If you had told me that when she first walked in our doors at age 15 she would be the first female green belt I probably would not have believed it. A non-athletic teen with bad posture who was fairly quiet.

They say first impressions matter, but in this case, my first impressions were very wrong.

Yet we did not scare her away and she kept coming, again and again. Yes, I am talking about Karis. Whether she likes it or not she has become an inspiration for many of the other women in our gym. She is always there, always training and always pushing…with only minimal complaints (lots of sass though).

Consistency is key.jpgSo how did Karis go from point A to point B? Simple, she was consistent and regular in her training. It is no secret. If you are consistent and you put in quality time, you will get results. period.

My 6th Green belt was also given out to Quinn. When we still had the Richmond school he was one of the most consistent and regular students we had. Coming to Krav Maga, BJJ and Muay Thai. (Karis did too btw). Quinn is on the opposite end of the spectrum. Naturally athletic, Cycling everywhere, hiking all the time and living a super active Vancouver lifestyle. He too has made much improvement as he no longer relies on his strength alone. This is a challenge that many bigger stronger men have yet if they learn early to use more technique they will be even better for it.

So what does Quinn have in common with Karis? You guessed it Consistency. Even after the days he can train with us was reduced he still comes regularly to progress his training.

By the way, the previous 4 green belts also go there through constant regular training with extra classes, private lessons and 3-4 days a week of regular classes.

Yes, you guessed it, like any martial art UTKM Krav is no different. If you want to get good. If you want to progress. If you want to achieve your goals. Then you must understand that consistency is the path of the warrior. So quit talking, show up and train.

 

 

Over the last few days, myself and 3 of my students including 1 of my assistant instructors went down to Petaluma, California to take part in the first ever International Kapap Federation (IKF) in America. It was lead by the head instructor of the IKF Amit Himelstein. You may remember him from the last major Warriors Den podcast.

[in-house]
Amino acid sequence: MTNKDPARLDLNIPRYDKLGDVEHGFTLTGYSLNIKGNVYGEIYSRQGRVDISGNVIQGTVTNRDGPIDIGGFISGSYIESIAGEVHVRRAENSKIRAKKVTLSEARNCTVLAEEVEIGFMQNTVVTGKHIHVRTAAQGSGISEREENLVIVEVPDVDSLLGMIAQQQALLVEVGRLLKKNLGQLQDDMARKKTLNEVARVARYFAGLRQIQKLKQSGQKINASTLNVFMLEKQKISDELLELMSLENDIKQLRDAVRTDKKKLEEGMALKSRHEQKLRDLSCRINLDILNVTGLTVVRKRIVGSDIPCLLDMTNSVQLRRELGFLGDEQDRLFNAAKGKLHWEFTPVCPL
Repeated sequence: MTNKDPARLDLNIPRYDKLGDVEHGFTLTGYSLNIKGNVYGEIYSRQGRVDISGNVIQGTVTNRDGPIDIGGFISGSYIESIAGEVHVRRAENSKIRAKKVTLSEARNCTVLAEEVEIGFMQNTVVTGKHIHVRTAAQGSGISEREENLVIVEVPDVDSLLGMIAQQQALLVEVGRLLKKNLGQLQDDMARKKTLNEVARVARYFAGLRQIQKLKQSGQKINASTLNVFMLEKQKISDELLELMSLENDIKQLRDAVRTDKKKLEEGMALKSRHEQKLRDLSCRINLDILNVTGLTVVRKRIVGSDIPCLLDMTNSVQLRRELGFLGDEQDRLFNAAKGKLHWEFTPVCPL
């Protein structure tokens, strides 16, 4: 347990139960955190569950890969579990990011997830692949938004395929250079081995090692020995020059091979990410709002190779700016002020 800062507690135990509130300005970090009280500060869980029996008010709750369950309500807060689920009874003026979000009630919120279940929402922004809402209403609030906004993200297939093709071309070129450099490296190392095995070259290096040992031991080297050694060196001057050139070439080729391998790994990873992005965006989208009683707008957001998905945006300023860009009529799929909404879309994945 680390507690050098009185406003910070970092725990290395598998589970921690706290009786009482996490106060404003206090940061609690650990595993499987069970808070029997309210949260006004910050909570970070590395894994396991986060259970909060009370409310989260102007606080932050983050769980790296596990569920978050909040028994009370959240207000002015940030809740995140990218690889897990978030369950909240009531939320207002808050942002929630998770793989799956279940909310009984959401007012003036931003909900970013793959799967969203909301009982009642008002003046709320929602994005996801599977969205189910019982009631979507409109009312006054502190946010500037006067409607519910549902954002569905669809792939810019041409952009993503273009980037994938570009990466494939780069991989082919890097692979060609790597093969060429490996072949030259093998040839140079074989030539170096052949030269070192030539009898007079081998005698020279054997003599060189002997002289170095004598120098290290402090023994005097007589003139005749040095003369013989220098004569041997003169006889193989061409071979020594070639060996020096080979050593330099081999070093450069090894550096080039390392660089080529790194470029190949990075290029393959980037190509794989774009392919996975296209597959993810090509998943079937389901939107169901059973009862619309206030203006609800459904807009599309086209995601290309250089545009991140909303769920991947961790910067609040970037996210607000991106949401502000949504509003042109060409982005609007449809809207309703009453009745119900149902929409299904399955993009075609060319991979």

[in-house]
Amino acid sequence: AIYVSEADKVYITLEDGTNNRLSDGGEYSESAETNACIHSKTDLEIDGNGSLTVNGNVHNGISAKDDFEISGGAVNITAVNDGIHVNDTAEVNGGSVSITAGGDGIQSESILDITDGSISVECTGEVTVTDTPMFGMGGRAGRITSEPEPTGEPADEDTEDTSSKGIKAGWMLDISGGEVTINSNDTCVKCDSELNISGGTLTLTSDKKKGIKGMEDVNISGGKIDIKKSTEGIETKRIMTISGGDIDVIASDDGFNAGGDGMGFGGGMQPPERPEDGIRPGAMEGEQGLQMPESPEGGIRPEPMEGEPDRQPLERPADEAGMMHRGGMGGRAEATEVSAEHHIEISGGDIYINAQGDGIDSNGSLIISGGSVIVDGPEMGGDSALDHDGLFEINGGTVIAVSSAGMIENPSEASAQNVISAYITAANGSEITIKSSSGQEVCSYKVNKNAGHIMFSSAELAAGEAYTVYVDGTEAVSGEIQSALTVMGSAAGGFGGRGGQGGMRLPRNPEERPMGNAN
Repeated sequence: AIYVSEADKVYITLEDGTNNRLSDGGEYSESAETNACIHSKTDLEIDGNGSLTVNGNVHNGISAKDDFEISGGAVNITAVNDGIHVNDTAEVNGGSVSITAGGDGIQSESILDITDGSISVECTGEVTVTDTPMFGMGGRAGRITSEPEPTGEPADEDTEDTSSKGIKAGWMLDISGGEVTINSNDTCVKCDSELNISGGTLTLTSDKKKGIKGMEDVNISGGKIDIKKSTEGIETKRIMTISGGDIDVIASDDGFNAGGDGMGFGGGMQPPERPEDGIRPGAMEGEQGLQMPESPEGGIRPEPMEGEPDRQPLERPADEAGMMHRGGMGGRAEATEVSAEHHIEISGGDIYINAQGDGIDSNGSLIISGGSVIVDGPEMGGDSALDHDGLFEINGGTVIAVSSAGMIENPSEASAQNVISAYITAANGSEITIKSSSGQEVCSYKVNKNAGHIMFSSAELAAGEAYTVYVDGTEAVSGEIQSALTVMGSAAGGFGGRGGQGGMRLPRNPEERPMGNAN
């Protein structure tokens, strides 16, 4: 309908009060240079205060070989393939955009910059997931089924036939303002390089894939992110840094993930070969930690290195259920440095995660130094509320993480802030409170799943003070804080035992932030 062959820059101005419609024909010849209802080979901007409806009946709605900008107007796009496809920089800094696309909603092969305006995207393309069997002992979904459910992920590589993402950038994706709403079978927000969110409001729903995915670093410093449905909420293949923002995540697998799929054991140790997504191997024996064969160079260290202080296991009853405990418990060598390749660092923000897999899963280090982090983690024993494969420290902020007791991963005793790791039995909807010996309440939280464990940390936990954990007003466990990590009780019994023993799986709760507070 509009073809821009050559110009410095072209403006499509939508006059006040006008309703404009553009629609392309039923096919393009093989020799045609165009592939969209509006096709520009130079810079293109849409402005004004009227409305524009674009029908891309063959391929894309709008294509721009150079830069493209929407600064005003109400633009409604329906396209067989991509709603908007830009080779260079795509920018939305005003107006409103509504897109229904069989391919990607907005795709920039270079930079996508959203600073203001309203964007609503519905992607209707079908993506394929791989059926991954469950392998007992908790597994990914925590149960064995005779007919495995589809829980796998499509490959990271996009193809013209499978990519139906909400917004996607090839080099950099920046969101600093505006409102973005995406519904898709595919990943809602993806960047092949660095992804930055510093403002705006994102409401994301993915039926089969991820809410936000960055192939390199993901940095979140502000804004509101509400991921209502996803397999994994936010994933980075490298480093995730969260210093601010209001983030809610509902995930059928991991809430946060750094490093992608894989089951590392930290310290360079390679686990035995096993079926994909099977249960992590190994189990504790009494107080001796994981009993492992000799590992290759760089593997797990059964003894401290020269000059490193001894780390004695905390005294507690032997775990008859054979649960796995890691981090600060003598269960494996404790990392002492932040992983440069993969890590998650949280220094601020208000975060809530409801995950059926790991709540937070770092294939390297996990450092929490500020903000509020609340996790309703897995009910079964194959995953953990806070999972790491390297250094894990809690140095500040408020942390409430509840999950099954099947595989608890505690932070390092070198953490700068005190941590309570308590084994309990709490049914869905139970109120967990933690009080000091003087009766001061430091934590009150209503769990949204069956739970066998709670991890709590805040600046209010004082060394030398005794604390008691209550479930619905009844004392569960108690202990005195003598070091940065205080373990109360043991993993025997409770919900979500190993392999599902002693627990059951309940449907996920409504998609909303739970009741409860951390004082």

Before moving forward I should clarify that KAPAP is teg cousin of Krav Maga historically although nowadays it is essentially the same thing. For some, it is a distinction of great significance but for others it’s is not.

For Amit, the difference is far less important than providing quality and up to date training. Amit started his martial arts Journey early like many with Karate. He served in the IDF special forces after which he moved to China and studied Kung Fu, Sanshou and Shuai Jiao. He is also an expert in wrestling and modified Jiujitsu under the Machado lineage. Additionally, he has spent time training and developing CQB protocol in the IDF where he continues to regularly teach.

The course it’s self though only 4 days was one of the more intense courses I have taken so far as Amit does not just expect you to know his protocol and techniques but also show your ability to perform physically and mentally.

Days often started with 1-2 hour warm-ups. This may have been general warmups, pad work, body weight exercises or basic tumbling and gymnastics drills.

The range of techniques covered during this time covers all the standard self-defense scenarios from grabs and chokes to third party scenarios. Each day would range between 8-10 hours with a lunch break.

Amit and the IKF’s approach is simple to give you a series of progressive moves for each scenario from a simple escape to a more complex option should the first one fail. Because yes, techniques can and do fail for a variety of reasons. In order to keep it simple their approach sticks to a simple protocol that can be followed in most situations.

For myself, the only complicated part was overriding my muscle memory from the various other styles of Krav Maga I have learned which at the beginning often led to delay but in the end, under stress proved no problem. This shows that the IKFs and Amits approach really is simple and easy to learn.

One thing I will say about the IKF style is that it is much more security, police and military approach with a heavy emphasis on control and arrest. Though all the techniques and approaches showed would work just fine for civilian application through their emphasis should be more on escape and evade.

If you are a security professional or LE and you have limited time and resources to train I highly recommend the IKF course as a must to supplement any training you might already have. It is an affordable course with a wealth of information that will help you stay safe and keep others safe.

As this was the first US course there were many participants from all over the country and of course Canada. In total there was 14 of as and from what I can tell except for some bruises, cuts and my Cauliflower ear we all had a blast.

(If you are squeamish then this video is not for you)

If you do think that this certification is a walk in the park it is as not everyone passes as you must not only show a good command of the IKF style but also an ability to physically and verbally control others. To me, there is nothing more disappointing than an instructor course where everyone passes for just showing up even though it is clear that they shouldn’t be certified. This is, by the way, a big problem in North America as there are so many Krav instructors who class’ look more like a cardio kickboxing class than something that is seriously preparing students for conflict both physically and mentally.